The issue of flexibility

What is most striking throughout this course is how pedagogical use of a space is predetermined by its design. Flexible and agile spaces seem to be the catch phrase in my readings. Yet they resonate. There is a need to have spaces and furnishings that are mobile and which can be quickly and easily formed and reformed by the users depending on need and purpose. Designing spaces for learning, after all, needs to accommodate for both current and evolving pedagogies and to be ‘future-proofed’ – to allow space can be re-allocated and reconfigured (JISC, 2006, 7). It is timely too, that Blyth (2012, 264) reminds  us that design is really as much about problem seeking and solving in its broadest sense, and not purely about aesthetics, though that too is one component.

As part of my considerations as to how we can ‘future proof’ the Central Library, I have arranged for site visits of two international schools and their libraries next week to see how their spaces help inspire creativity and shape learning, and to discuss the processes they undertook in the design of their libraries.  As Hunter (2006, 64) states “Seeing innovative learning spaces being used, especially in libraries, at first hand and meeting with staff and students to discuss their experiences is invaluable”.

In Module 6.5, MacIntosh (2015) asks us to observe and posed these questions:

  • Do you see all the spaces represented, and are some more prevalent than others?
  • Does the learning environment reflect teaching and learning which one might associate with being ‘traditional’?
  • Is there evidence of space changing people’s practice, or of a specific type of space being ignored or reshaped by its users to suite their former (traditional) practices?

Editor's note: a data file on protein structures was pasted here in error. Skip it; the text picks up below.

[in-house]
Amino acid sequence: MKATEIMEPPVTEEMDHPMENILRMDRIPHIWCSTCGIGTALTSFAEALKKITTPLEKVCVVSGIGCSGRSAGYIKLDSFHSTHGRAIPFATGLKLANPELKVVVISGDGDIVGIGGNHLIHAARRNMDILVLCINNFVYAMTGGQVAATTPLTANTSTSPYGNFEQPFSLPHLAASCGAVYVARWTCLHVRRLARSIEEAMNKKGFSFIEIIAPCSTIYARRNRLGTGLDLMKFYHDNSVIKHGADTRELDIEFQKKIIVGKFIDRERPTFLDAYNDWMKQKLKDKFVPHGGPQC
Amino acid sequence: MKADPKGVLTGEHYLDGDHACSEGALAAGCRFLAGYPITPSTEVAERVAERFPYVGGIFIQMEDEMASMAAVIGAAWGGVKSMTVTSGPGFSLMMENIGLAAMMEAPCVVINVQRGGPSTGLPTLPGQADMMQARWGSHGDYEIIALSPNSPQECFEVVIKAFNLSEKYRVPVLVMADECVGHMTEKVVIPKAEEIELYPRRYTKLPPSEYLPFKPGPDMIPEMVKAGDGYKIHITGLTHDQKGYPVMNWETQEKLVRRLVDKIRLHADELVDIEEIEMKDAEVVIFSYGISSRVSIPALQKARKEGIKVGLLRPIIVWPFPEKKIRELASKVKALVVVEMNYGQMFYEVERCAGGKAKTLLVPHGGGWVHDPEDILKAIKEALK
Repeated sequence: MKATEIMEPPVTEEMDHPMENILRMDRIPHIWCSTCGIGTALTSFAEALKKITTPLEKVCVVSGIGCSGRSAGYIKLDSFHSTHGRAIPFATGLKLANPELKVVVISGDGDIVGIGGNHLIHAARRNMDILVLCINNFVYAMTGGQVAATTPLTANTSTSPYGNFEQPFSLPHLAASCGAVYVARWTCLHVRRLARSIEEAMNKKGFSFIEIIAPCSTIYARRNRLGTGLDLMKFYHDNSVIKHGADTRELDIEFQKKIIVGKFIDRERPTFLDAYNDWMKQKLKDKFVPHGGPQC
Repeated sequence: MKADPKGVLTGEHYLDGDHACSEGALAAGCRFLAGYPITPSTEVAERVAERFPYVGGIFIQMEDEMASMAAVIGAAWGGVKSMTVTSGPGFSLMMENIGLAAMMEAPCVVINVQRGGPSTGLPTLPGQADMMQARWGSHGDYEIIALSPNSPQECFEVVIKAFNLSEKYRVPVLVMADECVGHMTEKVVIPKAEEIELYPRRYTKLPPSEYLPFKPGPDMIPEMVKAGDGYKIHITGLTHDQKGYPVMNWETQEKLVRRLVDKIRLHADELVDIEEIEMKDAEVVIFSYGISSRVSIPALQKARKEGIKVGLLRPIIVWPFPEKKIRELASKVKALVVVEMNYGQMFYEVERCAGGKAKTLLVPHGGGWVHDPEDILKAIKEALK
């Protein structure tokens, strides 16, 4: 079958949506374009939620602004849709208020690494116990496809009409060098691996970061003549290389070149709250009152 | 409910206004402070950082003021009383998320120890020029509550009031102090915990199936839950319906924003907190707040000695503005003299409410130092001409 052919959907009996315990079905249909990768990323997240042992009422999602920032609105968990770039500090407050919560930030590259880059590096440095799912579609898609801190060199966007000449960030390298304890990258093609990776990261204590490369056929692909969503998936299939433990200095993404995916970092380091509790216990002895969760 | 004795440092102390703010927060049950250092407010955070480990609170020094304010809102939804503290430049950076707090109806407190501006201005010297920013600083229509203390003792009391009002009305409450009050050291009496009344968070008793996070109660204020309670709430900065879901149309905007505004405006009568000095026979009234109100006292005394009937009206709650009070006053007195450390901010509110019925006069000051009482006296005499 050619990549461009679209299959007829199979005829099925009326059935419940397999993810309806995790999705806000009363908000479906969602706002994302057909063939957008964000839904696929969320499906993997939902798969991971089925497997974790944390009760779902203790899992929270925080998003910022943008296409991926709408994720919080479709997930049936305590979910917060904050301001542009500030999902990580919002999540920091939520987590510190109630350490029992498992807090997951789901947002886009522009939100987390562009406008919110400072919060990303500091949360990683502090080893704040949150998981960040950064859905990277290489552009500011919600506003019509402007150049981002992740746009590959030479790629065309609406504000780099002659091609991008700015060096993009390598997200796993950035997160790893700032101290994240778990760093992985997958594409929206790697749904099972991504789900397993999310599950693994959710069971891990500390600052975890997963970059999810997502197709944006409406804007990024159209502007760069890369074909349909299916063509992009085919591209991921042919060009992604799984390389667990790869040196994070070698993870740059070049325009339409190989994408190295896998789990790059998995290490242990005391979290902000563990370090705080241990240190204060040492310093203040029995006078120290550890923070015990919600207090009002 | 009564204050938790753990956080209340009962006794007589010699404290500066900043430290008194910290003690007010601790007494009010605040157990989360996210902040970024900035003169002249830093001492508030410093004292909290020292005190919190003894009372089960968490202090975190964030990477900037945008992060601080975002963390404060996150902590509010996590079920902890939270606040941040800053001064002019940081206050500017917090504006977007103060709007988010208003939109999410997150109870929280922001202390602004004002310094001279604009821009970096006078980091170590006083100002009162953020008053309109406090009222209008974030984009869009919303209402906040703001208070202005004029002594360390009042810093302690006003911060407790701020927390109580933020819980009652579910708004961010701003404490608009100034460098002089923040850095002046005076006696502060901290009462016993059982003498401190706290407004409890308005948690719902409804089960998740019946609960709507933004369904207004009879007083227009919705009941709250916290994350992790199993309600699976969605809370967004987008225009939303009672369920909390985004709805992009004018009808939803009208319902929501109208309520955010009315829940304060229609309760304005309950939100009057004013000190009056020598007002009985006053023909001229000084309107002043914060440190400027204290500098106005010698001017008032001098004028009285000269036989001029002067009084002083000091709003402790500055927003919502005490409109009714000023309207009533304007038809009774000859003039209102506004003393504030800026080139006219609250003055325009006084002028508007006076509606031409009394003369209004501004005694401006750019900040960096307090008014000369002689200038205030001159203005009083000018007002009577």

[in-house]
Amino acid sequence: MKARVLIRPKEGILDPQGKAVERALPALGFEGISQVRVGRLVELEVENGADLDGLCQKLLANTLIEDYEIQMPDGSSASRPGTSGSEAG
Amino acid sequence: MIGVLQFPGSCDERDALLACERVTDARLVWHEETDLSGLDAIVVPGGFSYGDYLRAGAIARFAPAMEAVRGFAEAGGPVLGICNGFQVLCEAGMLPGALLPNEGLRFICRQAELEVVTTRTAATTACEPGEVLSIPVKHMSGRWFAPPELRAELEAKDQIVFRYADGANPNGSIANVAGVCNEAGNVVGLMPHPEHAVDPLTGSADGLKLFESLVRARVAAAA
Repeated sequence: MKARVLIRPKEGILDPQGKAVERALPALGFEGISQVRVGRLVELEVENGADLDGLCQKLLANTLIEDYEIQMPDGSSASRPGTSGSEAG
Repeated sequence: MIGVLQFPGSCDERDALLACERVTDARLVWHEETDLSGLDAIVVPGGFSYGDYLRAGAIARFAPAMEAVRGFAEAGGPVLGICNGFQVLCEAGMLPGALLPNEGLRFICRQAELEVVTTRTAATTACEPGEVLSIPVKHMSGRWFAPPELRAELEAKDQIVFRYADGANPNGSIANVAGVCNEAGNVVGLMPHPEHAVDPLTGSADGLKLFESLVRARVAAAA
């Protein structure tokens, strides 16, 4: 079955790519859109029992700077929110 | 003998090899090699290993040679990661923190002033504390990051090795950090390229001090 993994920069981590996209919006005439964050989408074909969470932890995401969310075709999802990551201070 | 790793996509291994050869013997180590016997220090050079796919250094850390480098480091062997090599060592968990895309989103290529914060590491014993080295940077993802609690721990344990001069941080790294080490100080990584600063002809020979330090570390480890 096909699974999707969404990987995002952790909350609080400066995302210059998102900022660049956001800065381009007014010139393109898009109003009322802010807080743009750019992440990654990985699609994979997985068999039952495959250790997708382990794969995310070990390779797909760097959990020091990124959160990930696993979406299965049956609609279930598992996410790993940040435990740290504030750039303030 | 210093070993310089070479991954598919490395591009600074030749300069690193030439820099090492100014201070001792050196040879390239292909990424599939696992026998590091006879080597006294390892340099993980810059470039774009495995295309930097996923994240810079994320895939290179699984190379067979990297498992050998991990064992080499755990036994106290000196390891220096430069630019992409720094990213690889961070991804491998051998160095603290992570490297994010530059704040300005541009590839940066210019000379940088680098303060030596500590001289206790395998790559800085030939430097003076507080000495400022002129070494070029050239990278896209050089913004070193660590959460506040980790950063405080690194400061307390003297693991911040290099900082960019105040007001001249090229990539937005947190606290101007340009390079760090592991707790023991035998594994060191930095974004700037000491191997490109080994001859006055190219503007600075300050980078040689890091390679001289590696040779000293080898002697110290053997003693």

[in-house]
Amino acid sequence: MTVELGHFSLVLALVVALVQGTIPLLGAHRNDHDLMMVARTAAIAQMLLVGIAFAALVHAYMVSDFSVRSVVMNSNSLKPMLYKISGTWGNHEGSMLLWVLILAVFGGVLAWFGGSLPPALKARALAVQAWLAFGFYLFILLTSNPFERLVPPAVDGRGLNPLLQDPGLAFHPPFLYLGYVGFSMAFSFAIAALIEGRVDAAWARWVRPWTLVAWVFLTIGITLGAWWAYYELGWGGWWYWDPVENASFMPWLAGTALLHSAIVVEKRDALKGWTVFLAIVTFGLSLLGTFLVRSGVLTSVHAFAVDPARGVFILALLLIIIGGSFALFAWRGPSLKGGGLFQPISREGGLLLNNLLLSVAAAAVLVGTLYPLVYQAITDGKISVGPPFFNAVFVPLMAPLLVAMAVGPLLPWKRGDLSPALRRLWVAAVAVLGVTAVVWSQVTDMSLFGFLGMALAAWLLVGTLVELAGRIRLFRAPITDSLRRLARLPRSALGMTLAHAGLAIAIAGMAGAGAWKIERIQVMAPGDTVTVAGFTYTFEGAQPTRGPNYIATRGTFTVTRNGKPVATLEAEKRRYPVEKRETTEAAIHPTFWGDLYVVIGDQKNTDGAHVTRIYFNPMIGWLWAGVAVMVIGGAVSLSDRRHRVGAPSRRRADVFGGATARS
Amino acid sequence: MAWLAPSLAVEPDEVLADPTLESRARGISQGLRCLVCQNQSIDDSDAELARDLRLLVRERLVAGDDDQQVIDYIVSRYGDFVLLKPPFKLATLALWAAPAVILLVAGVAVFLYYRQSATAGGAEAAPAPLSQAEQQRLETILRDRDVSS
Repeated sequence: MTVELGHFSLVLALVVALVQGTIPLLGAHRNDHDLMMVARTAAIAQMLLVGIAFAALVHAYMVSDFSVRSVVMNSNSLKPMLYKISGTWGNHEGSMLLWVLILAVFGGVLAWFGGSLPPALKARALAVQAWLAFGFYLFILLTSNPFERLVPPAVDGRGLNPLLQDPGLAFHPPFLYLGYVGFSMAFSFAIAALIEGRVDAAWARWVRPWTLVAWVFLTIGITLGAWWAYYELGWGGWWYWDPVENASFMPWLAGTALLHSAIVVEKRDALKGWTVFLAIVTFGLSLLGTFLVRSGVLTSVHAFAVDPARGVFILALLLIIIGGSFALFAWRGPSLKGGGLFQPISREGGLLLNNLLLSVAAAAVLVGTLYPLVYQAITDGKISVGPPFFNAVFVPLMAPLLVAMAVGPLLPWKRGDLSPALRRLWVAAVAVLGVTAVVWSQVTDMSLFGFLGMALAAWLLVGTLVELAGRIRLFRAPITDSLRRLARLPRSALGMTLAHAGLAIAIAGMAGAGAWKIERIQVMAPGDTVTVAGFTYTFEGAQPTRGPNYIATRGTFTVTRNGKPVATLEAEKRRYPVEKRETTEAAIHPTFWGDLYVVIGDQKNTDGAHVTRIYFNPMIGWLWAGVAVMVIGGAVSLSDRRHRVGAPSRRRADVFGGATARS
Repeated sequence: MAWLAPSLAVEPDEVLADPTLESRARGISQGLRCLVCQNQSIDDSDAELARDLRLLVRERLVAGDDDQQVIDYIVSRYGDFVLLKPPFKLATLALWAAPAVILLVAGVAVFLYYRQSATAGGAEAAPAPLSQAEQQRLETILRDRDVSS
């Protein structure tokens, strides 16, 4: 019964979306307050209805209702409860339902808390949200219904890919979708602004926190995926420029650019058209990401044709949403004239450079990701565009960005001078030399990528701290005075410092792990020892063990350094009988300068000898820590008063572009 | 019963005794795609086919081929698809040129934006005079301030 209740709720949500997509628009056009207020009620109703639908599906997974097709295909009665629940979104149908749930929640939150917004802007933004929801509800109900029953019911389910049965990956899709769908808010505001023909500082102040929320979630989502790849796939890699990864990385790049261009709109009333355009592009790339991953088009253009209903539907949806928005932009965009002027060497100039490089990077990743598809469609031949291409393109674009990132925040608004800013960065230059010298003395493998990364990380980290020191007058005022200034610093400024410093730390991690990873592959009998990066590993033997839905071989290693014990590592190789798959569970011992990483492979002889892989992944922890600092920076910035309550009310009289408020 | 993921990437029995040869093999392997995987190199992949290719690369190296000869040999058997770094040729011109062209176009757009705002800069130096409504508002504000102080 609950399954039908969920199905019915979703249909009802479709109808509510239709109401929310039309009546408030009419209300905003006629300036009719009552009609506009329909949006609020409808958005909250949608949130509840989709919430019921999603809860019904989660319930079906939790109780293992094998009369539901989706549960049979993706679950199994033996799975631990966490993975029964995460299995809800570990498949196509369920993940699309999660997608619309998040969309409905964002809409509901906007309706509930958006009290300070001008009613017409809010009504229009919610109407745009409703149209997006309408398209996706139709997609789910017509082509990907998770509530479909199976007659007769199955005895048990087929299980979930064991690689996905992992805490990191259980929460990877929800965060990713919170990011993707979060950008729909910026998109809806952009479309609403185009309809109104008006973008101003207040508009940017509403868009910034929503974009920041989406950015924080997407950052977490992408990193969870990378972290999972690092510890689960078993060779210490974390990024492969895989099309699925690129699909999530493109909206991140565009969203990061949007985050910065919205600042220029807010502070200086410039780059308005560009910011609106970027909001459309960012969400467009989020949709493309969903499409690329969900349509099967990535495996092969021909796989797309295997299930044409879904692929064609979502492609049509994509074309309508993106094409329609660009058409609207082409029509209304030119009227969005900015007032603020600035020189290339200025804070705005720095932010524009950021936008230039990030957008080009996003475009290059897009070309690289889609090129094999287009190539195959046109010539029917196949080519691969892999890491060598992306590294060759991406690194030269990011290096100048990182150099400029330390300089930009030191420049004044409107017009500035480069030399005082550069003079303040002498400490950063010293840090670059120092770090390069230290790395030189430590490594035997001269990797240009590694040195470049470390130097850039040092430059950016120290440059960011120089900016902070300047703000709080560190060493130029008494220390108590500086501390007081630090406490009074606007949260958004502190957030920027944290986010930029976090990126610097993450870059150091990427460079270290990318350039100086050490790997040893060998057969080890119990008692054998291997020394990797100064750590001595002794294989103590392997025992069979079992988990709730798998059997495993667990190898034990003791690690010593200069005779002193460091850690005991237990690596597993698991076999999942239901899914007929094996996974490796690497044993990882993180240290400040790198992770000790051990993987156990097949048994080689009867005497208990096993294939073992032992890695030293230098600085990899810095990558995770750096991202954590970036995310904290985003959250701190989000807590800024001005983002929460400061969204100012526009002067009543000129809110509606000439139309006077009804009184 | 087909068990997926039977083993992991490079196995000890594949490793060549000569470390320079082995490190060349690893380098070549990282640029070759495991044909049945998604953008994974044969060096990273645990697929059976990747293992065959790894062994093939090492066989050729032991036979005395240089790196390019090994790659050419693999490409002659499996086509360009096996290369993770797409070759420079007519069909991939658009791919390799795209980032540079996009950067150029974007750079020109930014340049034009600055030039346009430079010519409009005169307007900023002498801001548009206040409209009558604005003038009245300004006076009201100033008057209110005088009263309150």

• Is there any evidence otherwise traditional learning spaces being remodelled informally by teachers and learners, through the use of furniture, lighting or objects, to create a new use for the space? Is there evidence of their ‘agility’?

Interestingly, within the start of my upcoming assignment I have acknowledged how the Central Library is very much a ‘traditional’ library – designed with greater intent toward the built environment rather than perhaps the more significant focus on built pedagogy. Observations have been made in earlier blog posts, especially in relation to small changes, and how students informally re-purpose areas of the library to meet their needs. However, I would not go as far as to admit the library achieves a sense of agility and flexibility.

Both Blyth (2012, 264) and MacIntosh (2014) acknowledge the issue of ‘flexibility’ and how it is a loaded word. One of the criteria for flexibility is that buildings should enable change. Teaching, pedagogy and learning change over time, and the building needs to respond to these changes.

Blyth continues to that we need to recognize the importance of using different sizes of space, so that the flexibility lies in the provision of variation rather than just one big area that can be subdivided (2012, 267). Which also brings me to the importance of creating nooks and corners within larger open spaces (Davies, 2015, 11). When we observe students they re-purpose these spaces themselves. It is really a matter of following our student’s space seeking behaviours and creating the signposts and providing the furnishings to make them into a the comfortable and collaborative spaces that they are being used for.


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Blyth, A. (2012). Design of education, Pan European Networks: Government 04. November  2012. Retrieved from:

Hunter, B. (2006). The espaces study: designing, developing and managing learning spaces for effective learning. New Review of Academic Librarianship, 12(2), 61-81. DOI:10.1080/13614530701330398

JISC (2006, March 16). Designing learning spaces. Retrieved from:

Whisken, A. (2012). Library learning spaces: one school library’s initial design brief. Synergy. 10(2). Victoria:SLAV. Retrieved from: